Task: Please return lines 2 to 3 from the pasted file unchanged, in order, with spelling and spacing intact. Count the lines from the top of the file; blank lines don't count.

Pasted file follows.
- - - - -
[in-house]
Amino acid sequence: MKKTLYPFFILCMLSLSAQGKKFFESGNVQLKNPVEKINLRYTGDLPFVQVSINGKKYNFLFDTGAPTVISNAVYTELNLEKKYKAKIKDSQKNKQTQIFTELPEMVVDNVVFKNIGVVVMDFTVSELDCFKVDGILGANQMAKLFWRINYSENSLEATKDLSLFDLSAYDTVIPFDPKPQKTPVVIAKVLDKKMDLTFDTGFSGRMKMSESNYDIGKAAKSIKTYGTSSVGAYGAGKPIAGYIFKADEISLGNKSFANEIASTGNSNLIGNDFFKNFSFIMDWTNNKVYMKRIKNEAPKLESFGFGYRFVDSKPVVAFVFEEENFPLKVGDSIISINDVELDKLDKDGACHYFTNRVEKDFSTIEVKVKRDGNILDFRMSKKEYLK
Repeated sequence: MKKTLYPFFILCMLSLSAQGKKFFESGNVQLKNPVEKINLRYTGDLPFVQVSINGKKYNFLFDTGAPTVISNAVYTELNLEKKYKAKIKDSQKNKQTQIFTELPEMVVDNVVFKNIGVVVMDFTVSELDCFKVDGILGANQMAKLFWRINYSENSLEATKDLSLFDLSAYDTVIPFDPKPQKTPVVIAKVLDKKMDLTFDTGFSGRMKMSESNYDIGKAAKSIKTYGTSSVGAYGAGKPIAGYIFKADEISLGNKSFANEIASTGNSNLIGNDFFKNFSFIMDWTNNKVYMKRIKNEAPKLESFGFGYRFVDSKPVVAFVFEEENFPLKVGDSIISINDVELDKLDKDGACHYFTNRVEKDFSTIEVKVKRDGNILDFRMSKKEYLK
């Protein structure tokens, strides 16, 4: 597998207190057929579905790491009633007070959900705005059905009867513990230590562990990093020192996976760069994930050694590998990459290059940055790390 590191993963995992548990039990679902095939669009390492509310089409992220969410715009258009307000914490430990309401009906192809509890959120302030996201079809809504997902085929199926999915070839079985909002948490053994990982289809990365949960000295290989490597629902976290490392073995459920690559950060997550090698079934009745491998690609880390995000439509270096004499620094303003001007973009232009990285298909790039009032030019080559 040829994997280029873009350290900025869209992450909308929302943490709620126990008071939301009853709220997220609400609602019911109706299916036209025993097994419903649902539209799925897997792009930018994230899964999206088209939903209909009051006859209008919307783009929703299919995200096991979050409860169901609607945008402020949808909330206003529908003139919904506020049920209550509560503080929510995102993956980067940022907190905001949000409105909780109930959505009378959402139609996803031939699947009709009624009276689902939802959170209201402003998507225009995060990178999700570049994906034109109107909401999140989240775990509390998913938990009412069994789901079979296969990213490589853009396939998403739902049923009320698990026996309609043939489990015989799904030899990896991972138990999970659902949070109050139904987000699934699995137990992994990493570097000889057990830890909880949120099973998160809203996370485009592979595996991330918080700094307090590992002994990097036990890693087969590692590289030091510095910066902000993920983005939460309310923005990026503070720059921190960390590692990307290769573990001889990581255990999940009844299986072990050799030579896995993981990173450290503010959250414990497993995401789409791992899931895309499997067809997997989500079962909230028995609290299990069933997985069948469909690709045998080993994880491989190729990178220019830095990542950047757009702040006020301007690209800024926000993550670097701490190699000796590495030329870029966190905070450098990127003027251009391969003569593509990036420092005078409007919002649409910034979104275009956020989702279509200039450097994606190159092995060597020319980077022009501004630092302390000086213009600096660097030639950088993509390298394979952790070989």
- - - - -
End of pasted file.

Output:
Amino acid sequence: MKKTLYPFFILCMLSLSAQGKKFFESGNVQLKNPVEKINLRYTGDLPFVQVSINGKKYNFLFDTGAPTVISNAVYTELNLEKKYKAKIKDSQKNKQTQIFTELPEMVVDNVVFKNIGVVVMDFTVSELDCFKVDGILGANQMAKLFWRINYSENSLEATKDLSLFDLSAYDTVIPFDPKPQKTPVVIAKVLDKKMDLTFDTGFSGRMKMSESNYDIGKAAKSIKTYGTSSVGAYGAGKPIAGYIFKADEISLGNKSFANEIASTGNSNLIGNDFFKNFSFIMDWTNNKVYMKRIKNEAPKLESFGFGYRFVDSKPVVAFVFEEENFPLKVGDSIISINDVELDKLDKDGACHYFTNRVEKDFSTIEVKVKRDGNILDFRMSKKEYLK
Repeated sequence: MKKTLYPFFILCMLSLSAQGKKFFESGNVQLKNPVEKINLRYTGDLPFVQVSINGKKYNFLFDTGAPTVISNAVYTELNLEKKYKAKIKDSQKNKQTQIFTELPEMVVDNVVFKNIGVVVMDFTVSELDCFKVDGILGANQMAKLFWRINYSENSLEATKDLSLFDLSAYDTVIPFDPKPQKTPVVIAKVLDKKMDLTFDTGFSGRMKMSESNYDIGKAAKSIKTYGTSSVGAYGAGKPIAGYIFKADEISLGNKSFANEIASTGNSNLIGNDFFKNFSFIMDWTNNKVYMKRIKNEAPKLESFGFGYRFVDSKPVVAFVFEEENFPLKVGDSIISINDVELDKLDKDGACHYFTNRVEKDFSTIEVKVKRDGNILDFRMSKKEYLK